New penalties have come into effect for truck and bus drivers detected driving unsafely on the down-track of the SA’s South Eastern Freeway.
The government recently announced the new offences and penalties which came into effect on May 1 and businesses are also affected by the changes.
As part of the new penalties the body corporate levy that will apply to businesses that fail to nominate the driver responsible for a camera-detection speeding offence on the SE Freeway down-track will increase from just $300 to $25,000.
If the body corporate nominate the responsible driver, it will not incur the body corporate levy.
Truck and bus drivers caught committing low gear and speeding offences now face a 6 month licence disqualification, loss of 6 demerit points and a $1,036 expiation fee (up from $364 and $379 and 3 demerit points for the same offences).
The amendments come after a Coronial Inquest which recommended the changes following 2 serious creashes in 2010 and 2014.
The state government explained the need for the changes,
“Unfortunately, the bottom of the South Eastern Freeway has been the site of some absolute tragic accidents in recent years.
“The Marshall government is implementing these legislative and regulatory changes to crack down on those truck and bus drivers who are driving unsafely and putting the public in harm’s way.
“These tough new penalties will act as an even greater deterrent to those thinking about doing the wrong thing and driving unsafely putting others at risk.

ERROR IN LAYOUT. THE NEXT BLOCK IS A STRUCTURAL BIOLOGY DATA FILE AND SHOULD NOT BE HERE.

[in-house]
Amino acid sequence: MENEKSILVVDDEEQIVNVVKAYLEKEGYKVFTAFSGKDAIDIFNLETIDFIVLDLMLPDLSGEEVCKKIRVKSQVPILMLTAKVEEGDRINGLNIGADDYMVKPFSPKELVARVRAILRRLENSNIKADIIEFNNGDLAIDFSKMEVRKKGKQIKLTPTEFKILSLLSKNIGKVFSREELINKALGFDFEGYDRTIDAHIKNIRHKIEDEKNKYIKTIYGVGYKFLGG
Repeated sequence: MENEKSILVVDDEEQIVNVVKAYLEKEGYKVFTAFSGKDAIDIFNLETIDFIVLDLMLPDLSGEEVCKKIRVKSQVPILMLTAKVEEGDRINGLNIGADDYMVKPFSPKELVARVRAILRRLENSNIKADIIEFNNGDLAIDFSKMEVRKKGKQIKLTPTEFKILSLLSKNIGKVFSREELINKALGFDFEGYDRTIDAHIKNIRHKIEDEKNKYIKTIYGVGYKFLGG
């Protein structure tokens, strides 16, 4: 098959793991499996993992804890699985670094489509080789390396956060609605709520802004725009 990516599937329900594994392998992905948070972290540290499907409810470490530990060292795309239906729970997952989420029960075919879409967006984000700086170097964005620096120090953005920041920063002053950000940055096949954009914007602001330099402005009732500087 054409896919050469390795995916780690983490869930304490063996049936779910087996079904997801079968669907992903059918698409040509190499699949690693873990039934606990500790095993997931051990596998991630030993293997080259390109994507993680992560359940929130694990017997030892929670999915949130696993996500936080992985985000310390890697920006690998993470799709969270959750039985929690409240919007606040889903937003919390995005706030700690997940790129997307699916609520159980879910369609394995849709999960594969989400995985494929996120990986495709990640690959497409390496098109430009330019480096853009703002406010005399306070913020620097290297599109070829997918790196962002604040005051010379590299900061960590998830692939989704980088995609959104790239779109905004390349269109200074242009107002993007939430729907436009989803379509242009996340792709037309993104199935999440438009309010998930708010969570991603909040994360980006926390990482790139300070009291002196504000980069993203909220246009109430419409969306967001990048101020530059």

Transport, infrastructure and local government minister Stephan Knoll went on to explain,
“All road users have a significant responsibility to other motorists and the general public to drive responsibly and safely.
“However, truck and bus drivers have an even greater responsibility because clearly the vehicles they operate pose a greater risk to the community when not driven safely and appropriately.
“Truck and bus drivers must adhere to the lower speed limit for their vehicles and use a low gear to limit the speed of their vehicle without the use of a primary brake.
The government explained that these new penalties only apply to the portion of the down-track of the SE Freeway ending at the intersection of Portrush, Cross and Glen Osmond Roads.
Existing speeding penalties will continue to apply to heavy vehicles exceeding the relevant speed limit by less than 10km/h on this stretch of road after May 1.
About The Offences and Penalties
Heavy vehicle drivers descending on this stretch of road must use a low enough gear to limit the speed of the vehicle without the use of a primary brake. Truck and bus drivers must not exceed the relevant speed limit.
The SA government explained that while the maximum speed for buses and truck on the SE Freeway down-track is 60km/h, when inclement weather, reduced visibility or a crash or roadworks are underway, it may be necessary to reduce speeds even further.
It went on to state,
Truck or bus drivers whose vehicles are not engaged in a low gear, as described above, or exceed the relevant speed limit by 10km/h or more will receive an expiation fee of $1,036 plus six demerit points, plus:
- six-month licence disqualification for a first offence
- 12-month licence disqualification for a second offence
- three-year licence disqualification for subsequent offences